The Scoop On Fecal Egg Counts


I have read a lot on Fecal Egg Counts over the past few months.  Could you discuss the appropriate use of counts here in Colorado?



In the last Ask a Vet, we discussed rotational deworming and its application here in Colorado.  Fecal Egg Counts (FEC’s) are a tool that we use to help us direct rotational deworming.  A FEC is a test the counts the actual number of parasite eggs within the horses’ manure.  This is done by submitting a small sample of manure to your veterinarian.  Your veterinarian then runs a floatation test on the sample and counts the number of parasite eggs that are present in that sample, reported as eggs per gram of feces.  The ideal time to run the test is about 3 months after the last dose of dewormer was given, which allows an appropriate timeframe for parasite eggs to reappear.  This gives you the baseline amount of parasites that your horse has present without interference from any deworming drugs.


At this point, each horse within a herd can be ranked in regards to the amount of parasite eggs that they are shedding.  This ranking is dependent upon each horse’s individual natural immunity to internal parasites.  The extended timeframe since the last deworming gives us insight into the immune system of the horse and its ability to naturally fight off parasites, rather than the efficacy of the last dewormer used.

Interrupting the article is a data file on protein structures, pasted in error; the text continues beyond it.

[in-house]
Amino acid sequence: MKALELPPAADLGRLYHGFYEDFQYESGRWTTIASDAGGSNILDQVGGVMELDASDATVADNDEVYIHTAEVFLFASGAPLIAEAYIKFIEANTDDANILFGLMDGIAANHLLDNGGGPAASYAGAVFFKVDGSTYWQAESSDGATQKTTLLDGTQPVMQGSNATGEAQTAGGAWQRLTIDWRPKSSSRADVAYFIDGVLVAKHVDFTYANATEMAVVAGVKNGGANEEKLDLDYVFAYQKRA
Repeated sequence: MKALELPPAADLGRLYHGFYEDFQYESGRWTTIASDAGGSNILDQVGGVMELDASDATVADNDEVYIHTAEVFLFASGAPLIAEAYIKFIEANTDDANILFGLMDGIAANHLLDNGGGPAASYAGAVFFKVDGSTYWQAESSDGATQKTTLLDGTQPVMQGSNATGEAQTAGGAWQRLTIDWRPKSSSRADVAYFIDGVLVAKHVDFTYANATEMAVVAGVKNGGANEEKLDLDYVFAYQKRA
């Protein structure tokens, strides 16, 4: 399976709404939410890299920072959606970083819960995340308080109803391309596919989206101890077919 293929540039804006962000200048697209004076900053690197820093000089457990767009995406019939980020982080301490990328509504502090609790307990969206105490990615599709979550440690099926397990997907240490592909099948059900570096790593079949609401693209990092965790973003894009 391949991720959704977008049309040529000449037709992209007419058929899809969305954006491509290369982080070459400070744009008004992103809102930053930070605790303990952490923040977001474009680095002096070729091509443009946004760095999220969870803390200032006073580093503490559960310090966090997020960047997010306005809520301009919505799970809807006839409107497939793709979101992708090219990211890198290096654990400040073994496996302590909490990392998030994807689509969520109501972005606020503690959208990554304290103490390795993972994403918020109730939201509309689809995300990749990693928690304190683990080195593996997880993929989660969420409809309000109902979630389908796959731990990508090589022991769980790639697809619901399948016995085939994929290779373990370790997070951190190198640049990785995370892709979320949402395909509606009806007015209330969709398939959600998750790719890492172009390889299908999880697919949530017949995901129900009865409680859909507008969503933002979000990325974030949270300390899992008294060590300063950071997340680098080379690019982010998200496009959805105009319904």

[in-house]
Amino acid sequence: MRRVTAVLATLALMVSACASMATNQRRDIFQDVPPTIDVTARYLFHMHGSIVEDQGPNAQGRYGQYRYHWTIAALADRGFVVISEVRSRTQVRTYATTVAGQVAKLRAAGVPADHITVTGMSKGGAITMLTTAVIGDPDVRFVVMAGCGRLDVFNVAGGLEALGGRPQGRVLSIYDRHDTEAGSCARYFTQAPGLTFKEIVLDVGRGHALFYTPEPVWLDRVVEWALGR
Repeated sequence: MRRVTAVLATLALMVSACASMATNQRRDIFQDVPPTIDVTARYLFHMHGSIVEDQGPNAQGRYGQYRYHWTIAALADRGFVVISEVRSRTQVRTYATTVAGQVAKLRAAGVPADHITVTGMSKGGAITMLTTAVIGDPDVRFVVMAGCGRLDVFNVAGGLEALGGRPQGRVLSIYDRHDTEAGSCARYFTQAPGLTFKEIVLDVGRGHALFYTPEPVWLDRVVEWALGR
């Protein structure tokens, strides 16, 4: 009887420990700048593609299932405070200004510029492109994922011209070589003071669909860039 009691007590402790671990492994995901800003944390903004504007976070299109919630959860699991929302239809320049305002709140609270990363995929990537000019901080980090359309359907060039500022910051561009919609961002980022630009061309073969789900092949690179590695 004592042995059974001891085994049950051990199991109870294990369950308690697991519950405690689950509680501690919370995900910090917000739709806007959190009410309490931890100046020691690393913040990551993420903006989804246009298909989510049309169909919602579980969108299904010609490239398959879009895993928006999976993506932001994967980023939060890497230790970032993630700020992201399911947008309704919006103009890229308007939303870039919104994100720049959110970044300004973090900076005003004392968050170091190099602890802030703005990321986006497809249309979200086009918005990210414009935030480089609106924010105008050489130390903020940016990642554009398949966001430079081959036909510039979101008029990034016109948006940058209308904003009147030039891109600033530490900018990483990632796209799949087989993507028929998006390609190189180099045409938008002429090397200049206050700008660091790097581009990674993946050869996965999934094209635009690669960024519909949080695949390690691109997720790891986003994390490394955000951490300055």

We will generalize and place each horse into a broad category of parasite shedding.  If, a horse is found to be a “low” shedder, then it is possible that the horse can be dewormed less frequently (once every 6 months).  These horses have a higher natural immunity to parasites, and are less likely to accumulate a large number of parasites within their system.  Many horses fall in the “moderate” shedder category.  Normal deworming for these horses would be considered quarterly rotational deworming (previously discussed here), where the horse is dewormed about every 3 months.  The “high” shedders are the problem horses.  These are often older or immune compromised horses, which are unable to fight of parasites.  These horses should be dewormed more frequently (up to 5 or 6 times a year). 


The second part of the Fecal Egg Count is the egg reduction test.  After the “baseline” is established, a second test sample is taken 10 to 14 days after deworming.  This sample allows us to determine if there is a drug resistance problem within your herd.  If the dewormer that you gave is effective, then a horse should have a significant (>90%) reduction in the number of eggs seen within the manure.  If there is less than 90% reduction in the number of eggs, then the dewormer that you used lacks efficacy or you have resistant parasites to that dewormer present in your horse.  In combination with appropriate rotational deworming, Fecal Egg Counts can help guide parasite control for your horse, and potentially save you some money on deworming products.  More importantly, FEC testing can help you to more closely monitor you horses’ health, and potentially help save you money in the long run.

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